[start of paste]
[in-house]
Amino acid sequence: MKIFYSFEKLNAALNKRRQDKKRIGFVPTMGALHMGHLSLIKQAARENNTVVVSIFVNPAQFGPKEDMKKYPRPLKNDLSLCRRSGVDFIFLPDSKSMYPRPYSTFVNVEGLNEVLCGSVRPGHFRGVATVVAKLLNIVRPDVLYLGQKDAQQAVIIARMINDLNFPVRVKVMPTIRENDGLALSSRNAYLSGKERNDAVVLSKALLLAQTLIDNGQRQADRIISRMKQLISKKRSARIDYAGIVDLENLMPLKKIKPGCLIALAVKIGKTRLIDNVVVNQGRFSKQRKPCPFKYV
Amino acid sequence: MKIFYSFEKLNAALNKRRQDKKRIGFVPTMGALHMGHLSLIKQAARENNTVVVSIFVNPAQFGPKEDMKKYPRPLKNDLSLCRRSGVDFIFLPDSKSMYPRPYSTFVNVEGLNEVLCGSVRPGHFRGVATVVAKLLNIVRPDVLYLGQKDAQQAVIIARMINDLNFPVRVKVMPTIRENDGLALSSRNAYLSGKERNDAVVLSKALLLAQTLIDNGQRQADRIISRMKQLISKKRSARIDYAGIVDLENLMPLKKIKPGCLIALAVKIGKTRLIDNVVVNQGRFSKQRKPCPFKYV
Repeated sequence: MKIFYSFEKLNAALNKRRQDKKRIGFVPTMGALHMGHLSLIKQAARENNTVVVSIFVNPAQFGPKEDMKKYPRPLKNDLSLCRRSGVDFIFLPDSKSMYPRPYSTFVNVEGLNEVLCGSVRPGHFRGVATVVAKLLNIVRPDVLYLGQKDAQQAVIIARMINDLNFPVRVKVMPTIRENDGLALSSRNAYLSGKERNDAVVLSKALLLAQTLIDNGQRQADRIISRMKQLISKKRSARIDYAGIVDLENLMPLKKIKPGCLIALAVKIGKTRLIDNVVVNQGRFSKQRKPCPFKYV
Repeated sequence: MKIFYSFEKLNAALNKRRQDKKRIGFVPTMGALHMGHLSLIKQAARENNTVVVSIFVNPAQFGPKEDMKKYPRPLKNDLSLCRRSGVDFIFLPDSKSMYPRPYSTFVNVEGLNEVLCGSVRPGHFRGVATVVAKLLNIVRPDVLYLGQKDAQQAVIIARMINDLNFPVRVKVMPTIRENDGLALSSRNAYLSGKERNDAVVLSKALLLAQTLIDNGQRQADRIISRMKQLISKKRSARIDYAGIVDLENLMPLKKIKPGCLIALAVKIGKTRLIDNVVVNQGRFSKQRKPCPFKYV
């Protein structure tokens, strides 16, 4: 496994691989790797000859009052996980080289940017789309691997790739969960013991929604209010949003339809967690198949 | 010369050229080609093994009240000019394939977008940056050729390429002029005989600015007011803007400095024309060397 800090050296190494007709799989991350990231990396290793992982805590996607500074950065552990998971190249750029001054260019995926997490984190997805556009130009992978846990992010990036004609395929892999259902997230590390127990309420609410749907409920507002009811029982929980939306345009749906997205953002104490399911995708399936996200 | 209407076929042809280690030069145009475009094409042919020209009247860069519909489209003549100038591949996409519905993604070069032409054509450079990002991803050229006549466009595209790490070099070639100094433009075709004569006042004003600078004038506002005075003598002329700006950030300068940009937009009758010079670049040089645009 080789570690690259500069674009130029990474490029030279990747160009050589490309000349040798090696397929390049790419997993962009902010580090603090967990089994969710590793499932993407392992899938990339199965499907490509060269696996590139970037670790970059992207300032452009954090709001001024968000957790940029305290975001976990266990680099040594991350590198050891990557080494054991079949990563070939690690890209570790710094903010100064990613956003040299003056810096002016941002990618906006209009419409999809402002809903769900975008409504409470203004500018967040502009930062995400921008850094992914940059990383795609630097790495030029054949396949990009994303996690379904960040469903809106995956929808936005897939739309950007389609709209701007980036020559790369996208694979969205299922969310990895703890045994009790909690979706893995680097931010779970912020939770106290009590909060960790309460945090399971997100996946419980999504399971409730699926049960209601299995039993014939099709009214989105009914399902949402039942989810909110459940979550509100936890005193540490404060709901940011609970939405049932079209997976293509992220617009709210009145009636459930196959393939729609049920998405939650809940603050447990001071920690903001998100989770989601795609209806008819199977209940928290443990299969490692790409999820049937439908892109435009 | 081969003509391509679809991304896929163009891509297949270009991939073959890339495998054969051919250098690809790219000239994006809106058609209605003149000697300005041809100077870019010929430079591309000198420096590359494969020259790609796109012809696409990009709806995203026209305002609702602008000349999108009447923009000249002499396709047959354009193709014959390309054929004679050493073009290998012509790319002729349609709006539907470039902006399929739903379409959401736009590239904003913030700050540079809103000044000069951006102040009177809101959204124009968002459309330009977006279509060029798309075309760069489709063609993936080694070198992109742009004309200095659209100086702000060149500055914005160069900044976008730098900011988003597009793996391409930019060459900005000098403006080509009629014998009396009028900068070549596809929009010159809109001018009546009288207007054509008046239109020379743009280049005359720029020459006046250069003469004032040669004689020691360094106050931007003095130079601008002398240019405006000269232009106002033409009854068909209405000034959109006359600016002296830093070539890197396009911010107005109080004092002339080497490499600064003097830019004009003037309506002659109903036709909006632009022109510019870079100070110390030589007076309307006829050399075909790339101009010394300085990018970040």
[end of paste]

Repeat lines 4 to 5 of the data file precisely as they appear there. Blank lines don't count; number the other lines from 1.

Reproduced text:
Repeated sequence: MKIFYSFEKLNAALNKRRQDKKRIGFVPTMGALHMGHLSLIKQAARENNTVVVSIFVNPAQFGPKEDMKKYPRPLKNDLSLCRRSGVDFIFLPDSKSMYPRPYSTFVNVEGLNEVLCGSVRPGHFRGVATVVAKLLNIVRPDVLYLGQKDAQQAVIIARMINDLNFPVRVKVMPTIRENDGLALSSRNAYLSGKERNDAVVLSKALLLAQTLIDNGQRQADRIISRMKQLISKKRSARIDYAGIVDLENLMPLKKIKPGCLIALAVKIGKTRLIDNVVVNQGRFSKQRKPCPFKYV
Repeated sequence: MKIFYSFEKLNAALNKRRQDKKRIGFVPTMGALHMGHLSLIKQAARENNTVVVSIFVNPAQFGPKEDMKKYPRPLKNDLSLCRRSGVDFIFLPDSKSMYPRPYSTFVNVEGLNEVLCGSVRPGHFRGVATVVAKLLNIVRPDVLYLGQKDAQQAVIIARMINDLNFPVRVKVMPTIRENDGLALSSRNAYLSGKERNDAVVLSKALLLAQTLIDNGQRQADRIISRMKQLISKKRSARIDYAGIVDLENLMPLKKIKPGCLIALAVKIGKTRLIDNVVVNQGRFSKQRKPCPFKYV